Developing our first Ethereum app (DApp)

And the trials and tribulations thereof

Lovable Technology
5 min readOct 11, 2016



Bitcoin grabbed our attention by providing anonymous, decentralized, and independently verifiable transactions using a currency that can’t be forged or destroyed.

As amazing as that was, the real killer app that bitcoin ushered in was the “Blockchain”. Smart folks quickly realized that an immutable, distributed, fault tolerant database that couldn’t be revised without leaving a clear audit trail opened the door to some fantastic opportunities.

Ethereum was designed to take better advantage of this powerful new database than Bitcoin had. Instead of simply recording transactions, the designers of Ethereum made a virtual machine and storage mechanism resulting in a “turing complete” machine, that was simple enough to suit fast peer to peer validation and confirmation of new transactions.

Introduction to the Project

mike ihbe challenged our team at Must Win:

How can we, in just a couple weeks, build a useful app on top of Ethereum?

After considering some amazing ideas we decided on a small project to provide a way for content publishers to accept micro-payments in order to unlock access to content.

The idea is straightforward; a smart contract that accepts a small payment of ether (or it could be expanded to other considerations of value; from bitcoin, to other currencies, or even more creative exchanges), and when the payment is confirmed the contract automatically releases the funds to the seller, and access to the content to the buyer. We called it TinyPay.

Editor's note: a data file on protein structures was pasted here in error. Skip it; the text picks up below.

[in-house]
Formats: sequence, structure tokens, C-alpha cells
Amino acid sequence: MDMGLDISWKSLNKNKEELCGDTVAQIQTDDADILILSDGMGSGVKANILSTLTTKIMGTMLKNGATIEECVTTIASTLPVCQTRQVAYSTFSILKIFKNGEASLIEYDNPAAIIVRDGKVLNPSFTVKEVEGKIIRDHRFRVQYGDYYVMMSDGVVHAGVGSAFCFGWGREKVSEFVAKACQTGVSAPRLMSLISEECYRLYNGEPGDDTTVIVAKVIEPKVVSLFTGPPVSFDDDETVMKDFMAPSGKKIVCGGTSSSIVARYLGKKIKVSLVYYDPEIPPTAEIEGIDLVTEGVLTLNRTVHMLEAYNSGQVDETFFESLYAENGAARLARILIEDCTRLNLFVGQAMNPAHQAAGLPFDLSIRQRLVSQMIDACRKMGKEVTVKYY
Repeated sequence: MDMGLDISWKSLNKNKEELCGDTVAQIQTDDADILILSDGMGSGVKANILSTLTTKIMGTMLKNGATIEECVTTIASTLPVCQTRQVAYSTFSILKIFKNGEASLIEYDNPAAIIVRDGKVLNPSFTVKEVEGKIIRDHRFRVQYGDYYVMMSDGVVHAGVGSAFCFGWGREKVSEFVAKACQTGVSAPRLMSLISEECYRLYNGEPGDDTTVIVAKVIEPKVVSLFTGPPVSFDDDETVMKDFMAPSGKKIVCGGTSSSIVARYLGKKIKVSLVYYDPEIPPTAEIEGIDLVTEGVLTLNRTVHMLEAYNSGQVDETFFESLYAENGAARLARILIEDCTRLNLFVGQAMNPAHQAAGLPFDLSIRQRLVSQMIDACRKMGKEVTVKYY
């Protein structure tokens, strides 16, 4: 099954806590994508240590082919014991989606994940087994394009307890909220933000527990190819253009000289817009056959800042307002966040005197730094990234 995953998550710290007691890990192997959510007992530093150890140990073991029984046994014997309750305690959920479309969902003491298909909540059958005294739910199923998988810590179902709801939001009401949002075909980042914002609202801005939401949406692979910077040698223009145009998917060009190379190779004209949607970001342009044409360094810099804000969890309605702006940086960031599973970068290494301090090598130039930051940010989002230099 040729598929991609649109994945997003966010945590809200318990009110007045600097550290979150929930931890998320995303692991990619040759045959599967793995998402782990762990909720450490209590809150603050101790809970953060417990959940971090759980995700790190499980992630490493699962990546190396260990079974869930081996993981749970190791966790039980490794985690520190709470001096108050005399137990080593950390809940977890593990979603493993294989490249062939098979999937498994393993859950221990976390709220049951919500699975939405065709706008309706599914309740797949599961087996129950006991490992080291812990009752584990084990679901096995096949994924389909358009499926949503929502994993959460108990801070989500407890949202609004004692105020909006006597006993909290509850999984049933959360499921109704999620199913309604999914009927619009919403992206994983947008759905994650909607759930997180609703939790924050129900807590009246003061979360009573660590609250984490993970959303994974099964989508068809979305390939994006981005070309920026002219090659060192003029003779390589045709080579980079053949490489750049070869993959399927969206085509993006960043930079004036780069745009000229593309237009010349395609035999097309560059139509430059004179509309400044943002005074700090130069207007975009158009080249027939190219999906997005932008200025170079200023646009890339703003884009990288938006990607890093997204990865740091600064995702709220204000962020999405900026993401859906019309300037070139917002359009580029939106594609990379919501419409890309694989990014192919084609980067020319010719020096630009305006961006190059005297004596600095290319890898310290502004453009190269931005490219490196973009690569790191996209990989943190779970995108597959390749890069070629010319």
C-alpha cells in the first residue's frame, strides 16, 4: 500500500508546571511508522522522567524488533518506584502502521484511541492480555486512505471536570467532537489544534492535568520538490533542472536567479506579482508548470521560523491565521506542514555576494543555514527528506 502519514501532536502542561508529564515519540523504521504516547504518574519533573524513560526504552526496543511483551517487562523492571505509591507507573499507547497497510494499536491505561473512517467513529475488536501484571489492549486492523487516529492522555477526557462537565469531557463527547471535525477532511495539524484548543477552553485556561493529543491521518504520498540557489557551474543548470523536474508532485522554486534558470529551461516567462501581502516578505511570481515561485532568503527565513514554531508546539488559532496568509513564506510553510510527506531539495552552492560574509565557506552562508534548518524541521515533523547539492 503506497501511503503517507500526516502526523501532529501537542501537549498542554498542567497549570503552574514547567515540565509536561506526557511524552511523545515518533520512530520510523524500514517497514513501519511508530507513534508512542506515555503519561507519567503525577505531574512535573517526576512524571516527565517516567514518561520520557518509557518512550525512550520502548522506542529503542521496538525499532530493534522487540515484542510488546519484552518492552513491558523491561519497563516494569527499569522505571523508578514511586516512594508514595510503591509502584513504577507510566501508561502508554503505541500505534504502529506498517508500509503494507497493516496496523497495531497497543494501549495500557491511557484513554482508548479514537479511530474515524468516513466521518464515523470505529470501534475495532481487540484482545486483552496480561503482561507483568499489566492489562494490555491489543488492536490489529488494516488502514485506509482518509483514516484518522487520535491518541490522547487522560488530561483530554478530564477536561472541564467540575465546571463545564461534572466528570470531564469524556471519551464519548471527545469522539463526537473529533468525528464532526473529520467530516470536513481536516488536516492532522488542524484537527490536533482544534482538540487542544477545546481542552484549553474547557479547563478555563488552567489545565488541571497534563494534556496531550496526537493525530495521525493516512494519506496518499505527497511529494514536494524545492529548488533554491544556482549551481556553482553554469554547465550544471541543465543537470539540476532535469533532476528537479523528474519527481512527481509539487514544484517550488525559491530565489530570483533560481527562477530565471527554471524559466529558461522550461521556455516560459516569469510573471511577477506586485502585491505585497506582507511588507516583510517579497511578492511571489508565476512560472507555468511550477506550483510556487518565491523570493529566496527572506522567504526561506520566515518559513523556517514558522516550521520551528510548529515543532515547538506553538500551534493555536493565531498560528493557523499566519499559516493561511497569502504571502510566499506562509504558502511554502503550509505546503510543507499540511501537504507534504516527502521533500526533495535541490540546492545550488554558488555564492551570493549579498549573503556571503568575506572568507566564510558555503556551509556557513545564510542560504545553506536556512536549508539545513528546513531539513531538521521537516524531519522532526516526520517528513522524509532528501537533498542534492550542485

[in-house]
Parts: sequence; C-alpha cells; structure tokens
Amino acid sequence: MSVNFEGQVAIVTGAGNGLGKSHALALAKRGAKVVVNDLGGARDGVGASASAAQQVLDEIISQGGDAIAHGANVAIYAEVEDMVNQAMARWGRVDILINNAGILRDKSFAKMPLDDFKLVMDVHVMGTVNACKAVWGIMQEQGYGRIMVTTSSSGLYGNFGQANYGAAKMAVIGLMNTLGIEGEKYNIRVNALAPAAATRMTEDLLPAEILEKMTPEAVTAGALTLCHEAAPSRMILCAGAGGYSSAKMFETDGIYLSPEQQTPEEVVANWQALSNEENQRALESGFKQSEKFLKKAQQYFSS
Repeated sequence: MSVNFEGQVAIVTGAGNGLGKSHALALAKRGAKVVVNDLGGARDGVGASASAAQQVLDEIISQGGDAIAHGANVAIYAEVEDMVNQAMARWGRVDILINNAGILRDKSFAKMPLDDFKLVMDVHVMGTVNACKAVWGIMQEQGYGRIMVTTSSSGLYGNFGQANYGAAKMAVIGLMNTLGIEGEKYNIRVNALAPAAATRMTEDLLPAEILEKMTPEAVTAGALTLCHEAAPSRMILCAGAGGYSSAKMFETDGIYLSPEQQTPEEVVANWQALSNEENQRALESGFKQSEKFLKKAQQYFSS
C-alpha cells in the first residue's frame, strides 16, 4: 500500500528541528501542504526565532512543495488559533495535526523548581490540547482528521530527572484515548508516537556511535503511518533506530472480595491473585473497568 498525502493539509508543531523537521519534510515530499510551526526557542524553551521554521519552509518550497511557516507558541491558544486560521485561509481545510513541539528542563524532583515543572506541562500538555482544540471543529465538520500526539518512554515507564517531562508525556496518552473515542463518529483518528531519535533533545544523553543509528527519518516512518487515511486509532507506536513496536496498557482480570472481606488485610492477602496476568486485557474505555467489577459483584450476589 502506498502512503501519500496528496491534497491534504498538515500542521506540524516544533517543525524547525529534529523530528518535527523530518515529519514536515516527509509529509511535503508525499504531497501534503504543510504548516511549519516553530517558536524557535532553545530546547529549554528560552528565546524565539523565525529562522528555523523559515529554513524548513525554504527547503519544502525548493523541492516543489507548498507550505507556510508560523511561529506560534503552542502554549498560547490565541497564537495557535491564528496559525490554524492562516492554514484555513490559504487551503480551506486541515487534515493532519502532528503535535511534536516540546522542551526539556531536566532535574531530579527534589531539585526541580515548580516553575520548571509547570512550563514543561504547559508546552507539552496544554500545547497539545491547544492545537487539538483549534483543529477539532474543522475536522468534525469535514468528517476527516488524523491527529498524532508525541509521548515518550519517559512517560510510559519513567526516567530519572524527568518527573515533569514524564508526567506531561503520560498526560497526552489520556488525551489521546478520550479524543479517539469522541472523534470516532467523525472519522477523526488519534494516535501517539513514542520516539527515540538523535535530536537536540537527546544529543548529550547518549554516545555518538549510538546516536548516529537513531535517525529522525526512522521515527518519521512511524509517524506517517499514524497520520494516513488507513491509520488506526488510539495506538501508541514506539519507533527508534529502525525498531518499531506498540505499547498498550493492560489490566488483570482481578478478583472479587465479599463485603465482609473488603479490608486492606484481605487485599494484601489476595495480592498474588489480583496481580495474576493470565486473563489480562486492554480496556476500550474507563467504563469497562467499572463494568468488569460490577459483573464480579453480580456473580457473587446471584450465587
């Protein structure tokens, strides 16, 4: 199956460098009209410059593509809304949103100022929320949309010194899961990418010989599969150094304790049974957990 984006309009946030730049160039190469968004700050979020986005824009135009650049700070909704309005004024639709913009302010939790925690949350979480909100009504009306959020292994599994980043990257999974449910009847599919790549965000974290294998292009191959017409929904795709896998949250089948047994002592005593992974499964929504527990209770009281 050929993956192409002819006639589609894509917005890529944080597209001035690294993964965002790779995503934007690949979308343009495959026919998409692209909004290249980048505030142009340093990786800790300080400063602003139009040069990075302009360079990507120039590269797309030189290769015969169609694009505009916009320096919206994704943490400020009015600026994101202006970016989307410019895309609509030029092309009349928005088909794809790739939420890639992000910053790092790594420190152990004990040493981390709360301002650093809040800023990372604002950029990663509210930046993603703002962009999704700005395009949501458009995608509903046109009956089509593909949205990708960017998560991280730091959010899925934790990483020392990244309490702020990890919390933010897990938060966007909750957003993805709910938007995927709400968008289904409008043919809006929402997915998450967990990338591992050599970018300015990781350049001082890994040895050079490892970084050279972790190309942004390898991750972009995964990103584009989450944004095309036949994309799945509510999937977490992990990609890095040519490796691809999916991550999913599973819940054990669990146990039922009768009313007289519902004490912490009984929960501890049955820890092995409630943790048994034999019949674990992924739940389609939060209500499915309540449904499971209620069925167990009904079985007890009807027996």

Thumbnail sketch of TinyPay

The basic workflow for clients of TinyPay looks like this:

  1. Sign up on our web app with the sellers domain name.
  2. Ask the seller to register a DNS record with a token we provide.
  3. Send an event from the contract once the domain is configured to trigger our “oracle” to perform a DNS check for the token.
  4. The oracle periodically checks the DNS record, and once the domain has been verified the oracle sends a follow up transaction to the contract, confirming that the domain is legitimate.
  5. Once the seller is recognized, they place our javascript code on their site and configure it to display our payment button at the appropriate time
  6. Consumers of the sellers content see the prompt to make a micropayment, and if they choose to buy access to the content, then they click the payment button.
  7. A secure payment window pops up (currently using browser plugin MetaMask), prompting the user to confirm a small micro transaction of ether to the contract, from their configured Ethereum wallet.
  8. As soon as the payment is approved, the seller provides access to the content to the buyer. Funds are transferred quickly and irrevocably in seconds.
  9. A very small transaction fee is sent to the holder of the contract, and payment is released to the seller from the contract on behalf of the buyer.

The Architecture


Smart Contracts are the core of Ethereum DApps. They live in the blockchain as bytecode in the Ethereum Virtual Machine binary format. The bytecode is compiled down from a higher level language. The most popular one, and the one we used, is Solidity; a language that feels mostly like Javascript.